Congressional leadership and appropriators have announced an agreement on omnibus appropriations for the remainder of fiscal year (FY) 2022, March 15 through September 30. This likely avoids a government shutdown in the process. While the agreement presents “wins” for politicians from both parties, it appears that America’s taxpayers are once again the biggest loser.
For Now, Federal Agencies Still on CR Autopilot
By way of background, federal agencies have been operating under a CR since FY 2022 began on October 1, 2021. That’s approaching six months as of this writing. Unfortunately, this is not all that unusual in Congress. In the 46-year period from FY 1977 through FY 2022, Congress has passed all appropriations bills on time in just four years (i.e., less than 10 percent of the time) and has passed a total of 195 CRs (an average of more than four per year).
While CRs may present some short-term advantages to taxpayers – specifically, spending taxpayer dollars at lower rates than what might be enacted in a regular appropriations package – they do long-term damage to federal agency planning and execution of important programs. CRs also create political and policy uncertainty, and potentially delay or prevent Congressional efforts to trim wasteful or duplicative federal programs.
FY 2022 Agreement Spends Even More
Unfortunately, the details of the ‘four corners’ agreement on an FY 2022 appropriations framework indicates that – in an effort to grease the skids for Democratic and Republican votes on a spending package – appropriators aim to spend more taxpayer dollars, not fewer, on an assortment of agencies and programs separately favored by each party.
NTU previously expressed concerns with Democrats’ efforts to significantly increase non-defense discretionary spending for FY 2022. Across 11 of the 12 appropriations bills the House passed ahead of the start of FY 2022 (i.e., all but Defense), Democrats proposed spending around $110 billion above FY 2021 levels. Progressives would rightly be outraged if Republicans proposed a $110 billion increase to the Department of Defense (DoD) budget.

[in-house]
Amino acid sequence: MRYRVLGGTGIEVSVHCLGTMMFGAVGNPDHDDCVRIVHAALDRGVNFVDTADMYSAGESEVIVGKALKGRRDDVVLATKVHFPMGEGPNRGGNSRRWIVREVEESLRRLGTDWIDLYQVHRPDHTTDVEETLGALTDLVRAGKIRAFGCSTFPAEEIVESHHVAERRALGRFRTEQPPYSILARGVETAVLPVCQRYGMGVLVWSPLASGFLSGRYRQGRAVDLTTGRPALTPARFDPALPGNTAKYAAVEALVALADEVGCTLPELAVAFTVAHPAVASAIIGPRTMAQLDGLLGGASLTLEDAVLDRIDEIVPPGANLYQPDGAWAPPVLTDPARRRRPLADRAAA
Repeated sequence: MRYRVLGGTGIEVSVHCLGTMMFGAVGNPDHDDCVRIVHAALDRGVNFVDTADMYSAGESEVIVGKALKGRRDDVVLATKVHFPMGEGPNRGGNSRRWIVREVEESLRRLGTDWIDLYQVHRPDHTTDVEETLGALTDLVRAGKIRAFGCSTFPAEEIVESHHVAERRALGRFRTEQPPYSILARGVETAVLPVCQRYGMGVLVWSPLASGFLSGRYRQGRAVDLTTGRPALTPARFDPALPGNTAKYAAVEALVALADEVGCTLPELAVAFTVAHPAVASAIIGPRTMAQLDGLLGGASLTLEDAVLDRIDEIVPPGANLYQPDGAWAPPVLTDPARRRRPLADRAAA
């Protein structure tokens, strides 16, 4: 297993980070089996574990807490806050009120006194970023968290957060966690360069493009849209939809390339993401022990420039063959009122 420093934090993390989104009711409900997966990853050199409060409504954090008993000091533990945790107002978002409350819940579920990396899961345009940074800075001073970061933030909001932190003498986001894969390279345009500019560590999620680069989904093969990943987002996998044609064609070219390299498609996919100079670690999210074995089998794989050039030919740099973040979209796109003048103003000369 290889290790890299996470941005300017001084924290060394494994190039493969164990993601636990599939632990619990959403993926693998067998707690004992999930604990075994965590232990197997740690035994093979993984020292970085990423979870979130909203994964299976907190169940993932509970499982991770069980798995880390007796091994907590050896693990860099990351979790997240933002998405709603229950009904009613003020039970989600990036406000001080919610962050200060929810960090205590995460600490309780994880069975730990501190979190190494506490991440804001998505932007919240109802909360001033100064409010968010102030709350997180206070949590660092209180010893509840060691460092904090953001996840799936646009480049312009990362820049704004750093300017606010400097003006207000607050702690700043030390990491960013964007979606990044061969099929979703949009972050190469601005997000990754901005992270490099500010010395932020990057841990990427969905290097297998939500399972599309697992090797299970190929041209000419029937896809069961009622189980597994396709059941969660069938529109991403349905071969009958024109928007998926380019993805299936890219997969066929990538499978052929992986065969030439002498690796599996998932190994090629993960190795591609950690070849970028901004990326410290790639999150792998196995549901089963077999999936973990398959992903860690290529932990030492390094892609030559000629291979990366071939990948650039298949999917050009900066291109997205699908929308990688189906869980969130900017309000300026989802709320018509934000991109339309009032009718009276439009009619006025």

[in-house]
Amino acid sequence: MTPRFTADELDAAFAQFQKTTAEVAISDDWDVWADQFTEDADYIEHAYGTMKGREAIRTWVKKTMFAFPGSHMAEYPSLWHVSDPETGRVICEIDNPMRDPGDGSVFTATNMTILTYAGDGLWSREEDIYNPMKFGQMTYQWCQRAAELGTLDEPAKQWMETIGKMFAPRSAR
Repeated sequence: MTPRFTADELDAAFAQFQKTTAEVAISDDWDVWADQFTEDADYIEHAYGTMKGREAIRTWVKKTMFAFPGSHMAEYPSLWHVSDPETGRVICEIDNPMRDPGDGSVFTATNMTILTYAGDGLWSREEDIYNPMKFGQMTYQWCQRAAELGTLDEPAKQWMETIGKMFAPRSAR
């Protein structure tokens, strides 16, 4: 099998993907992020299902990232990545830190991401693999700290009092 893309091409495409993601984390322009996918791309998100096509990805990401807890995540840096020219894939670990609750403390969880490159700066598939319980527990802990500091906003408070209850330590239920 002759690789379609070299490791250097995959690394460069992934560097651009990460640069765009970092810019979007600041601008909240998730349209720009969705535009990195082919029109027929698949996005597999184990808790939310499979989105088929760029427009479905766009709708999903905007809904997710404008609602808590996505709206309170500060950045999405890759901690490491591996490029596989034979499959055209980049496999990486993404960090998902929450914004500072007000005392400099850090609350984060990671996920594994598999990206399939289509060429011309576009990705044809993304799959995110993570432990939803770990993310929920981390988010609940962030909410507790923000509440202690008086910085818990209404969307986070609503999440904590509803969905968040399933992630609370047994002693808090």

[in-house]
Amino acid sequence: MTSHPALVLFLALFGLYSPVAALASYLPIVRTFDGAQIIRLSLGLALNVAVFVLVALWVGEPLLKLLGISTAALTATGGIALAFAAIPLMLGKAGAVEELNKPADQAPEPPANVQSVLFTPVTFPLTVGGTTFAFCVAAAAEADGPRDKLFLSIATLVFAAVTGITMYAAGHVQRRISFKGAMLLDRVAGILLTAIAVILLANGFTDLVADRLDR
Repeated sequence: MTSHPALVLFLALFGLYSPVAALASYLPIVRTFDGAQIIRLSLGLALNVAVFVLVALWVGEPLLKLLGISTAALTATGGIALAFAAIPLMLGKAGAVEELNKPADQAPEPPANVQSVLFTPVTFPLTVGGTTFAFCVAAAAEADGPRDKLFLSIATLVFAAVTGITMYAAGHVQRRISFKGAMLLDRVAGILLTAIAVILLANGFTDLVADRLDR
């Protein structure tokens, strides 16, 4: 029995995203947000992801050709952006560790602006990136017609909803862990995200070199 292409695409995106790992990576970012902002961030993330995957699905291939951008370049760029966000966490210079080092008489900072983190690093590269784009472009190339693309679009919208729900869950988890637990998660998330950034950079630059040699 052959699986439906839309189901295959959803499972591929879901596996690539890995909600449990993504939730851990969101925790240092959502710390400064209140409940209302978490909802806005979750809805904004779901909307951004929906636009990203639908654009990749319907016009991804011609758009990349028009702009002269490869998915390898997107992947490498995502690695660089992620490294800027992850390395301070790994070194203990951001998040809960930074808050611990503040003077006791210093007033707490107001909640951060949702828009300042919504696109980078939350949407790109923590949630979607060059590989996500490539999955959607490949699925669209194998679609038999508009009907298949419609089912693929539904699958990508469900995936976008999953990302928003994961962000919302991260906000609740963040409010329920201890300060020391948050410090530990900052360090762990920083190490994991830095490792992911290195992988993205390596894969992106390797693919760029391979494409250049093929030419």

However, in an effort to win Democratic support for increased spending on the DoD, Republican appropriators have pushed for a concept they call “parity” between defense and non-defense spending. The general thinking goes that if non-defense spending is increasing, defense spending should increase by a similar amount.
The fight for “parity” has resulted in an overall FY 2022 appropriations framework that greenlights nearly $88 billion in spending increases relative to FY 2021 enacted levels, or a 6.3 percent increase. That includes a 6.7-percent increase ($46 billion) to non-defense spending and a 5.6-percent increase ($42 billion) to defense spending.
The table below illustrates what the FY 2022 appropriations agreement looks like across all 12 individual appropriations bills.
Appropriations Legislation, FY 2021 Enacted vs. FY 2022 Proposed*
FY 2021 Enacted BA (billions of dollars)
FY 2022 Proposed BA** (billions of dollars)
$ Increase (billions of dollars)
Source: House Appropriations Committee; March 9, 2022
FY 2022 is the first fiscal year since the early years of President Obama’s administration where discretionary spending caps are not in place. The Budget Control Act (BCA) put caps on defense and non-defense discretionary spending from FY 2012 through FY 2021, though NTU research has found that Congress violated the caps to the tune of $2.7 trillion over 10 years.
It appears that FY 2022 appropriations will likely continue more of the same trends: reckless spending increases that saddle more debt on the American taxpayer.